A peripheral cannabinoid CB2 mechanism modulates the activity of spinal wide dynamic range neurons in a rat model of inflammation
Nackley, Andrea Gail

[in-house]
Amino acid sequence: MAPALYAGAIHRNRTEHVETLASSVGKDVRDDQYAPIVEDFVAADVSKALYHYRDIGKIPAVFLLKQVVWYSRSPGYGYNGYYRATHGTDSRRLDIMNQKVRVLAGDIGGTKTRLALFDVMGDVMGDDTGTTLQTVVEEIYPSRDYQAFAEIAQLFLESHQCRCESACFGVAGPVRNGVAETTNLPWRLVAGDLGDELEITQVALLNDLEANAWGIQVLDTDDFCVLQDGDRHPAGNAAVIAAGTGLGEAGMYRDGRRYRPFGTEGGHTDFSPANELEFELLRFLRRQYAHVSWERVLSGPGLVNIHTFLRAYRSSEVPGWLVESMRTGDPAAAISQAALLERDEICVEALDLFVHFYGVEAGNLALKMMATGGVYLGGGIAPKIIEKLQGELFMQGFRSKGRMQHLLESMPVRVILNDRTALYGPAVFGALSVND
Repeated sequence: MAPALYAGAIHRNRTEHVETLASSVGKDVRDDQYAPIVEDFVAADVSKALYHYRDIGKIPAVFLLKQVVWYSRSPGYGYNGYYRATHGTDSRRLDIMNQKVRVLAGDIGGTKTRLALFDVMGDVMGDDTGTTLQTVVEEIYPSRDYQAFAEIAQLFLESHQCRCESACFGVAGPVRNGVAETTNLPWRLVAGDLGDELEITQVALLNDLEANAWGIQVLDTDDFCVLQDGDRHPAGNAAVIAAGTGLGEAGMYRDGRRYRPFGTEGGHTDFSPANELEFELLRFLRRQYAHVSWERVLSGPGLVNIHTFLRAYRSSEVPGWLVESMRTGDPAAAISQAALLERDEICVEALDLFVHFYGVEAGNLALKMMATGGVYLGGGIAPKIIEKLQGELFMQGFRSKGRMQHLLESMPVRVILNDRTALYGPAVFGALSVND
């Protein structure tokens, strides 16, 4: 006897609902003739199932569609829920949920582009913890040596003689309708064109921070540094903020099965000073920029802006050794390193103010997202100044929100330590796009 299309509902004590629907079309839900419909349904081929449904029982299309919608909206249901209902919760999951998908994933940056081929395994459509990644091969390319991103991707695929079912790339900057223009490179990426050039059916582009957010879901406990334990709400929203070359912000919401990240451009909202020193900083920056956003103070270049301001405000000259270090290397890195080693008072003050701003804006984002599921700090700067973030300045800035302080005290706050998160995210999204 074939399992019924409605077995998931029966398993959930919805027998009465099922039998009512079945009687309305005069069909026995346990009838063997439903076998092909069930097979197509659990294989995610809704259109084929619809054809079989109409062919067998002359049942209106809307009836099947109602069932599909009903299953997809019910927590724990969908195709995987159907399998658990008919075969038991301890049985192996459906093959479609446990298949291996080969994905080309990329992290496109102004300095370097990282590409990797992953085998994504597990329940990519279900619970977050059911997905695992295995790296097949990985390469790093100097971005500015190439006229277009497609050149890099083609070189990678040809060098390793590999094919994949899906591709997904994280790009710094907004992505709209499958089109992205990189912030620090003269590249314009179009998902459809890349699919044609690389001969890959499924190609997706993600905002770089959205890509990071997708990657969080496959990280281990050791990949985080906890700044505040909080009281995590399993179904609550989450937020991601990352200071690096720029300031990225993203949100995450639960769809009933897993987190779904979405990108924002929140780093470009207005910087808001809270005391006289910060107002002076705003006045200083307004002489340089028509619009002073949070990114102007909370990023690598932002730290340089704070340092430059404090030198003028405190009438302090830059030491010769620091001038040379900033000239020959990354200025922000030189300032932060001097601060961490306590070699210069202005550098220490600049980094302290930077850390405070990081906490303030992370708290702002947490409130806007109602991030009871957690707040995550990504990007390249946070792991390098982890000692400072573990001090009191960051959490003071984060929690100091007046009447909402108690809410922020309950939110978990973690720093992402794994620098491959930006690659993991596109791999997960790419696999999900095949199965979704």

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Activation of cannabinoid CB2 receptors attenuates nociception in models of acute and chronic pain, while failing to produce centrally-mediated effects such as hypothermia and catalepsy. The present study was conducted to test the hypothesis that activation of peripheral CB2 receptors suppresses the development of inflammationevoked excitability of wide dynamic range (WDR) neurons in the spinal dorsal horn. Intraplantar carrageenan increased the responsiveness of WDR neurons to trains of electrical stimuli applied to the cutaneous receptive field of isolated neurons. The CB2 selective cannabinoid agonist AM1241 (330 mg/kg) attenuated the development of carrageenan-evoked neuronal excitability when administered intravenously or locally in the paw. Decreases in WDR neuron responses resulted from a suppression of C-fibermediated activity. Ab- and Ad-fiber-mediated responses were not reliably altered during any experiment. Pharmacological specificity was evaluated in studies employing intravenous drug administration. The AM1241-induced suppression of carrageenanevoked increased neuronal sensitization was blocked by the CB2 antagonist SR144528 but not by the CB1 antagonist SR141716A. Intraplantar administration of AM1241 (33 mg/kg) suppressed the excitability of WDR neurons following administration to the carrageenan-injected paw but was inactive following administration in the contralateral (noninflamed) paw, consistent with a local site of action. Additionally, AM1241 (330 mg/kg, iv and ipl; 33 mg/kg ipl) reduced hindpaw diameter in the carrageenan -injected paw. The AM1241-induced decrease in hindpaw diameter was blocked by the CB2 but not the CB1 antagonist. These data provide evidence that actions at cannabinoid CB2 receptors are sufficient to suppress inflammation-evoked neuronal activity at rostral levels of processing in the spinal dorsal horn. Our findings are consistent with the ability of AM1241 to normalize nociceptive thresholds and produce antinociception in inflammatory pain states.